Sixty-five of 408 patients died during hospitalization (16%). This rate is in line with a reported SE related pooled case fatality rate of 14.9% in a meta-analysis (1). While examining VPA as an independent risk factor for in-hospital mortality, we accounted for potential confounders by including variables that were associated with poor outcome in past investigations [3.14–16.36]. In our study, continuous or repeated infusions of VPA were not independently associated with mortality in either the total cohort or the diabetic group. This observation compares well with other investigations in which older age and a more severe etiology of SE rather than the choice of anticonvulsive treatment strategies predicted mortality [3, 37]. Similar to others [3, 38, 39], the potentially fatal etiology was the strongest predictive factor for mortality in different regression models in the present study (OR = 8.177; 95% CI: 3.776–17.7107; p < 0.001).
The identification of prognostic factors of SE is grounded by the clear evaluation of outcome parameters. Evaluation of outcome must take into account the premorbid state. The premorbid functional state is likely a prognostic factor itself . In the present study, the diabetic group showed a significantly worse premorbid functional state as indicated by the mRS compared to the non-diabetic group. In view of the known somatic complications of diabetes, which include a greater susceptibility to small vessel disease, this observation seems reasonable. The functional outcome in the short term was significantly worse in the diabetic group, too. Although the in-hospital functional change did not differ between the two groups, these results highlight the vulnerability of patients with diabetes, which is associated with a higher risk of an inacceptable outcome. Therefore, the impact of relevant comorbidities as potential prognostic factors should not only be considered in vascular neurological diseases but also in SE.
To our knowledge, this is the first study that evaluated how the presence of diabetes modulates the safety profile of VPA treatment of SE. An additional strength of the study is the collection of a large set of data comprising overall 482 SE episodes, which exceeds the size of most of the study cohorts in previous work.
The main limitations of the study result from its retrospective and single-center design. Relevant adverse events that may occur in the initial phase of treatment with VPA, such as hypotension and respiratory depression, as observed in prospective studies , could not be detected due to methodological reasons. In our study, therapy with VPA was not stopped in any of the episodes with early intubation, which highlights the difficulty in clinical practice to distinguish between SE related or treatment related disturbance of consciousness and respiratory depression.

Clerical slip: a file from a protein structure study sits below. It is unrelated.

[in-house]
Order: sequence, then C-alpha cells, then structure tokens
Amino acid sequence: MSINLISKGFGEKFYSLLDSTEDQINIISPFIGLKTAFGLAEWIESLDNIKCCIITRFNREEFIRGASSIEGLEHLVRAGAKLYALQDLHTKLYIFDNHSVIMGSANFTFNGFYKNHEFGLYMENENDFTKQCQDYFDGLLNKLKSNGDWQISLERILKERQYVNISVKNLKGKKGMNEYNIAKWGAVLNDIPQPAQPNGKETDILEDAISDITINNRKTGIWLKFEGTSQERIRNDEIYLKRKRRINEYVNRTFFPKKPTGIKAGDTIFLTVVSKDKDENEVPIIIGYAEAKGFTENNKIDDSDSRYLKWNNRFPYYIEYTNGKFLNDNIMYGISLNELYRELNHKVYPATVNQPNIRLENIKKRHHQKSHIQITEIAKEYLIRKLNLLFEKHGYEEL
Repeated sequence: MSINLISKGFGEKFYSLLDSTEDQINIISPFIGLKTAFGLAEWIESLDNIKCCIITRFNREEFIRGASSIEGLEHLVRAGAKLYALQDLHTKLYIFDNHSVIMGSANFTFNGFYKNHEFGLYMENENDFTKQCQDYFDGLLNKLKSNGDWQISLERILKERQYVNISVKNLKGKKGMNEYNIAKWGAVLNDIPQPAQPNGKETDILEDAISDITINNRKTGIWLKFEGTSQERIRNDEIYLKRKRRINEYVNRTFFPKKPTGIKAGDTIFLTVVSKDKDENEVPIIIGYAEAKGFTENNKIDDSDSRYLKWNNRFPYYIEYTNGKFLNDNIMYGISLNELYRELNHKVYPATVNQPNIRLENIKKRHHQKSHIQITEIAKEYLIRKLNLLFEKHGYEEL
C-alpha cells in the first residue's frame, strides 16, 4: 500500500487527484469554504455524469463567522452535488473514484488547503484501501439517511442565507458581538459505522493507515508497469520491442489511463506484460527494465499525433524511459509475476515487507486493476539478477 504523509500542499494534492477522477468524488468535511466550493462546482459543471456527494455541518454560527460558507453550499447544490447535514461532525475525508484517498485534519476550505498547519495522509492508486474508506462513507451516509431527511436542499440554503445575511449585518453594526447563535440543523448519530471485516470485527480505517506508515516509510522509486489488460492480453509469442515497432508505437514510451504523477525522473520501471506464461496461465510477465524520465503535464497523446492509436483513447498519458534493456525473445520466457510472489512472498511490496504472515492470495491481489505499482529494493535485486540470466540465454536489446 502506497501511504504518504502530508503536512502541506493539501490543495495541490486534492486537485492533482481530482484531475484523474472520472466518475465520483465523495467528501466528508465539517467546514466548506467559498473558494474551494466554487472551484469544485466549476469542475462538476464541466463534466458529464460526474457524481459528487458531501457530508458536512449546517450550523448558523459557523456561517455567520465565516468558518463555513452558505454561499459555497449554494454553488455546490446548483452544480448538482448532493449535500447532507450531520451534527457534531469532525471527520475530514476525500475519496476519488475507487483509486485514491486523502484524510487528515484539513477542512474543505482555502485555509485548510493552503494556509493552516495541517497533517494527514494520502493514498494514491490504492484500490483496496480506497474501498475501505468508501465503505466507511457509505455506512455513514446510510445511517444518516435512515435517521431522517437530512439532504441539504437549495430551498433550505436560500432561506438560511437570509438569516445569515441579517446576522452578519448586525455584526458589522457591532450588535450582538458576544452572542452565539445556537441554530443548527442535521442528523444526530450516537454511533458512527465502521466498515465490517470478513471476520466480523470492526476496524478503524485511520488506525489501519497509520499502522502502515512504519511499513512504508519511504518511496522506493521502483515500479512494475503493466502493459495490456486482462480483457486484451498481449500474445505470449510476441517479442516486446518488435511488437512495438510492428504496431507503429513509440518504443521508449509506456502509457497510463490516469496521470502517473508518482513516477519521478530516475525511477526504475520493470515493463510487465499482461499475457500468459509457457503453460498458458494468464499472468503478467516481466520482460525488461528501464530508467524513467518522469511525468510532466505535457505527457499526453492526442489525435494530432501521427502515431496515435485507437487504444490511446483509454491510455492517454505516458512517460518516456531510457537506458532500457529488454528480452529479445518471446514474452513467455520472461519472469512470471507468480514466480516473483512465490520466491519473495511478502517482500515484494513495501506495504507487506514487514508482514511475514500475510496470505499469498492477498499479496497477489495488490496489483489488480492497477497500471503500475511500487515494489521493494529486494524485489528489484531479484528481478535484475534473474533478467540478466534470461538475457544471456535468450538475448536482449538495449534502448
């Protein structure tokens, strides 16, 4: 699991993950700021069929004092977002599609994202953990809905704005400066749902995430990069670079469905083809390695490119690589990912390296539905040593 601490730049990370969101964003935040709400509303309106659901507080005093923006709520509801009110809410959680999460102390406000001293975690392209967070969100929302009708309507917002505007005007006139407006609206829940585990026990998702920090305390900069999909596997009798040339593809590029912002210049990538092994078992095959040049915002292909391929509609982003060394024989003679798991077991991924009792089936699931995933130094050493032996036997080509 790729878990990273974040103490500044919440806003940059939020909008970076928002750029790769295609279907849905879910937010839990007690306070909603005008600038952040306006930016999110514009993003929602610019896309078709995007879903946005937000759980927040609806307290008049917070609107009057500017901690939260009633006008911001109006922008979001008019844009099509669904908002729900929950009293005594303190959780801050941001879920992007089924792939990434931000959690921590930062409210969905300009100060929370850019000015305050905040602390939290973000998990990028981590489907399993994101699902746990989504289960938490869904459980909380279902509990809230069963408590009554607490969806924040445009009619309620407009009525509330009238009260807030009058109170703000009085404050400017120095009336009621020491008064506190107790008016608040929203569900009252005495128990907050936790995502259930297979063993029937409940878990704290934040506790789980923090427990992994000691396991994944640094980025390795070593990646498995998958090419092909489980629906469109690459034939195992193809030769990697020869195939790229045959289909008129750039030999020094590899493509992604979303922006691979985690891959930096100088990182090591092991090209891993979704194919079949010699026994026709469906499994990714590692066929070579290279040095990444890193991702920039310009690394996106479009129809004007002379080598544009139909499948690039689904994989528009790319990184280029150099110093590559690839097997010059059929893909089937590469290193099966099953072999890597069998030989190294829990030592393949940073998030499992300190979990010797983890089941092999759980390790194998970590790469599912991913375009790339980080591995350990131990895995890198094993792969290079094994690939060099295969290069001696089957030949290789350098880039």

The adverse events that were attributed to the treatment with VPA were identified only indirectly by the decision to discontinue VPA therapy, which likely has led to an underestimation of the rate of adverse events. On the other hand, this ensures that safety issues are considered, which are deemed clinically sufficiently relevant to justify the discontinuation of therapy.
In the choice of covariates for the binary regression model, not all factors known to be associated with in-hospital mortality could be retrieved from the charts, e.g., duration of SE. In view of this, rather than examining independent risk factors, we focused on whether VPA therapy was associated with in-hospital mortality.
Acute pancreatic damage was not observed in patients without a history of a pancreatic disease. The sample size was too small to investigate the question of whether the prevalence of this exceedingly rare adverse event was higher under VPA therapy in diabetic SE patients. Cases of clinically inapparent, mild pancreatic damage may have been missed, because the presence of pancreatic damage was solely based on the diagnosis of the treating clinicians, and full pancreatic testing was not performed in the study population. However, even if we cannot rule out that VPA may increase the risk for pancreatic damage in diabetic patients, its clinical relevance must be weighed carefully against the clinical risk associated with not stopping SE or stopping it too late, and the limited number of available therapies.
The present study included patients with all types of diabetes. This condition potentially leads to an underestimation of relevant adverse events because the subgroup of patients with IDDM was small. The small group size may prevent the recognition of significant differences due to the lack of statistical power. With regard to the small incidence of patients with SE plus IDDM (in this study 13% of the IV VPA cohort), our approach may cover reality to the best possible degree.